Scientists publish their original research in scientific
journals, which are fundamentally different from news
magazines. The articles in scientific journals are not written by
journalists — they are written by scientists. Scientific articles
are not sensational stories intended to entertain the reader with
an amazing discovery, nor are they news stories intended to
summarize recent scientific events, nor even records of every
successful and unsuccessful research venture. Instead, scientists
write articles to describe their discoveries to the community in
a transparent manner. Within a scientific article, scientists
present their research questions, the methods by which the
question was approached, and the results they achieved using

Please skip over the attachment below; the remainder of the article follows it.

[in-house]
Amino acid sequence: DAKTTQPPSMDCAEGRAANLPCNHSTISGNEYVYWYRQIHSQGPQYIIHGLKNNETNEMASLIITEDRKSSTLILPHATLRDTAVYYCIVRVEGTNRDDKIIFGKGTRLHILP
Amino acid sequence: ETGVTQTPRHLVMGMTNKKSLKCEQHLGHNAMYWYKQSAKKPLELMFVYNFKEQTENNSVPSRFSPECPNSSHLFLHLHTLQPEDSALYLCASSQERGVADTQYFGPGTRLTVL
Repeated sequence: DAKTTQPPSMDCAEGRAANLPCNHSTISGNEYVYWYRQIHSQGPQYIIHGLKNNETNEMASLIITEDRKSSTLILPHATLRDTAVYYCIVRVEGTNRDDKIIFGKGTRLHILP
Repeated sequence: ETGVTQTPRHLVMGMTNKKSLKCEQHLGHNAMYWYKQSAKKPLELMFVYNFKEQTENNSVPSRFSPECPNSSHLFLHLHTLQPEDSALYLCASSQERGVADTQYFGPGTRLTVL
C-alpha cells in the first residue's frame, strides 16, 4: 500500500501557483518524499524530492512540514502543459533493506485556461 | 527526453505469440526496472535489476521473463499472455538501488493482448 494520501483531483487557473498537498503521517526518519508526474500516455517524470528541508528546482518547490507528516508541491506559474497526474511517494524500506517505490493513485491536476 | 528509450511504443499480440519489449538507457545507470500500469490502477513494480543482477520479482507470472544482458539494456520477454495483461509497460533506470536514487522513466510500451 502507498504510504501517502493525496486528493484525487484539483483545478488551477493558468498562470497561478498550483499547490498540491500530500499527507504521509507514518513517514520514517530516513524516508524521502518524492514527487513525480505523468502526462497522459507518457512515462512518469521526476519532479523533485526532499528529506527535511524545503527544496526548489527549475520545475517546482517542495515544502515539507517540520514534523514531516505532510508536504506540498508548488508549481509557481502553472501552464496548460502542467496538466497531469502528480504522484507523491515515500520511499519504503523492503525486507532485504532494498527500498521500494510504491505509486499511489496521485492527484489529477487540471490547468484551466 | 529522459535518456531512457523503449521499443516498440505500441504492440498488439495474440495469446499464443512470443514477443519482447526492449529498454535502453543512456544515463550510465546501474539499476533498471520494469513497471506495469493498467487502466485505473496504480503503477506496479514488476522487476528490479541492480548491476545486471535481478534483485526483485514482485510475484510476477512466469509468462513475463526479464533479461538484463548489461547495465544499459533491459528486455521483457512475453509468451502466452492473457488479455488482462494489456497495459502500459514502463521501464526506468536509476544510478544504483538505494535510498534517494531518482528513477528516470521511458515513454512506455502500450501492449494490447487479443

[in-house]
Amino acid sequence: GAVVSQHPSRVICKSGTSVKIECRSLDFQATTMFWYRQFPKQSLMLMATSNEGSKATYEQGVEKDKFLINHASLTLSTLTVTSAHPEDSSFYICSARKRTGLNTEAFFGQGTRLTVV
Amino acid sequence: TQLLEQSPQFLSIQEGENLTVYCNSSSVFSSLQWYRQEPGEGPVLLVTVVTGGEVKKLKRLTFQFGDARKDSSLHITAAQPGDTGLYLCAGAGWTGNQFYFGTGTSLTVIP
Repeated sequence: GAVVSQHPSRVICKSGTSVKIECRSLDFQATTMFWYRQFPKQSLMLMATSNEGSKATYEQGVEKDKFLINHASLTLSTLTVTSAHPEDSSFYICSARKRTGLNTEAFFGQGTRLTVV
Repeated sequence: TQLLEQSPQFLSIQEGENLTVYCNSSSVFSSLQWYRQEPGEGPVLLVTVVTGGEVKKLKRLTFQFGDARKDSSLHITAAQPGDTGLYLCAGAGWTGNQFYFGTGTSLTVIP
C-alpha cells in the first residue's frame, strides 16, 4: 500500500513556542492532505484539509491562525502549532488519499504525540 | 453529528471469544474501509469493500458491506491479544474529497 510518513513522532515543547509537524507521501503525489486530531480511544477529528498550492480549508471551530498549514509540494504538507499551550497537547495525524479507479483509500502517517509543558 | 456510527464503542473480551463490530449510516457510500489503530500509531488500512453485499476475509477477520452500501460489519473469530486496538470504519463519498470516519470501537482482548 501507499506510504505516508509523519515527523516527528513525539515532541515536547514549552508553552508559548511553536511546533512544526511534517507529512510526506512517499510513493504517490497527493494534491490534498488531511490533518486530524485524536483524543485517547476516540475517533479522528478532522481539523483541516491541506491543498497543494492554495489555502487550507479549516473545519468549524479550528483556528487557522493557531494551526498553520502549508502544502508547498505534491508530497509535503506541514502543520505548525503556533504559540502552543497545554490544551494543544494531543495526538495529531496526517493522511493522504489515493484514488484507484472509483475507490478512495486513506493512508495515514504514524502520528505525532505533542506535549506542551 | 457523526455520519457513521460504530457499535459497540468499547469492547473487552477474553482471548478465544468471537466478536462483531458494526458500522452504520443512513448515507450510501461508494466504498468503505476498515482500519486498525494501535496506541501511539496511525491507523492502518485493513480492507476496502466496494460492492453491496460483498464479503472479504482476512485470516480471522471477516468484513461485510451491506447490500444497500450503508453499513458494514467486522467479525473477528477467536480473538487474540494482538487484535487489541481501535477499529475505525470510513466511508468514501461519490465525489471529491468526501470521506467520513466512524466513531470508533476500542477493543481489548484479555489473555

those methods. In addition, they present their analysis of the
data and describe some of the interpretations and implications
of their work. Because these articles report new work for the
first time, they are called primary literature. In contrast, articles
or news stories that review or report on scientific research
already published elsewhere are referred to as secondary.
The articles in scientific journals are different from
news articles in another way — they must undergo a process
called peer review in which other scientists (the professional
peers of the authors) evaluate the quality and merit of research
before recommending whether or not it should be published. Internet: <www.visionlearning.com> (adapted).
Based on the text above, judge the following items.
The expression “In addition” (L.13) could be correctly replaced
in the text by Therefore.